A review by Lindsay Barrett
Title: The Virtuous Woman
Author: Zaynab Alkali
Publisher: Longman, Nigeria
This novella tells a story about young people in a manner meant for young readers. While it is a minor work in terms of its brevity and focus it is also a profoundly touching morality tale that raises pertinent issues about the perceptions and social values of youth in Northern Nigeria. Zaynab Alkali writes with a didactic commitment to delivering a message that makes her work sometimes almost tract-like in its form. However her finely balanced use of English prose, and a descriptive sensibility that is almost poetic in its intensity, overcomes this tendency. Her tale is not merely believable but also enlightening. In the opening sections of the work she presents the territorial setting with a flavour of recollection that brings the situation that she depicts alive with immediacy. Her character sketches of individuals who are incidental to the central focus of the tale and her dramatic characterisations of the main personalities are exquisitely drawn. This gives resonance to what might otherwise be regarded as a somewhat episodic narrative. An impressive example of this quality informs the depiction of the relationship between the tragically lame heroine Nana Ai and her aged grandfather Baba Sani.
Nana Ai’s early childhood as an abandoned juvenile deprived of parental care but nurtured by the old patriarch in a rudimentarily serviced rural hamlet is symbolic of trials that seem fated to overtake her in adulthood. Alkali uses subtle observations and forthright critical comments on the social mores of the society that she is depicting to set the scene against which she builds a story of hope and change. Nana Ai gains a dramatic opportunity for transformation of her circumstances when she wins a scholarship to attend the Government Girls School in a distant town. This opportunity is coveted for their own children by the elite members of the community. Nana Ai’s deserving victory in gaining the scholarship is an example of regulatory probity that is all too rare in the society at large. Having achieved this rare feat therefore the challenge that faces the young girl is how to bring about the fulfilment of all the dreams that such an opportunity promises. The main body of the tale narrates the journey that she must undertake in the company of her friends Laila and Hajjo to reach the school in a city down south. This becomes an odyssey of fateful events.
In confronting this challenge the flowering of her youthful dreams is symbolised in the awakening of her womanhood as she encounters Bello, a young man set on the same path to academic promise as her. Bello’s social station and worldly experience is relatively superior to hers but his gentlemanly demeanour and candour in his interaction with her on the journey towards the future is portrayed by the author as the epitome of propriety. Again in the narration of this encounter the author seems to be propagating a code of conduct based on principles of behaviour established by tradition rather than by genuine human intercourse. She tempers this conservatism with the build-up of adventurous incidents that abound on the journey from the North to the Southern city that serves not only as the real destination of her educational odyssey but also as the promised land of her intellectual liberation. This subtle formulaic setting gives the simple tale a resonance that strengthens its worth as a literary achievement. Along the way Nana Ai must reject the improper advances of some people in authority whose conduct is symptomatic of the rot and decay that has created the moral deficiency that her hunger for education is meant to overcome. The rejection of immorality is also the context in which the awakening of her attraction to Bello becomes relevant.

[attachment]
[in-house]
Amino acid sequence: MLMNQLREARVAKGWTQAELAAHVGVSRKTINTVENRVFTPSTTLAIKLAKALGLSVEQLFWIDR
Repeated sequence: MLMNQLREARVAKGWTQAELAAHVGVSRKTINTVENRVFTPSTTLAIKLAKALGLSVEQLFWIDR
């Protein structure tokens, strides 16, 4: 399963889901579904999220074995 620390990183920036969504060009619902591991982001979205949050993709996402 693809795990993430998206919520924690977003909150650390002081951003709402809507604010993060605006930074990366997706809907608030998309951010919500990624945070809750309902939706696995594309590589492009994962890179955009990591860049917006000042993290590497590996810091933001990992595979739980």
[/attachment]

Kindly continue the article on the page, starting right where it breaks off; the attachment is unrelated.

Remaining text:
An important element of this tale is, as we have mentioned before, the importance given to the depiction of incidental characters. This becomes even more important in moving the tale forward in the narrative about the journey as the protagonists encounter their fellow passengers in a lorry, some of whom are doomed to perish in a ghastly road accident along the way. In the end this is a story of the triumph of the human spirit over adversity. Nana Ai awakens a compassion and understanding in Bello that rejects pity and embraces the value of mutual respect. The seminal message that this simple but resonant work delivers is that love must be based on respect. It rejects the devaluation of the human spirit that disrespect for the virtuous sensibilities of womanhood, often camouflaged in traditional attitudes of masculine chauvinism towards young women in the society depicted here, represents. However the way in which this message is delivered in a tale that is moving and credible indicates that the author is a storyteller of real talent whose work is a fitting choice for the Rainbow Book Club’s list of special selections.
10 February 2015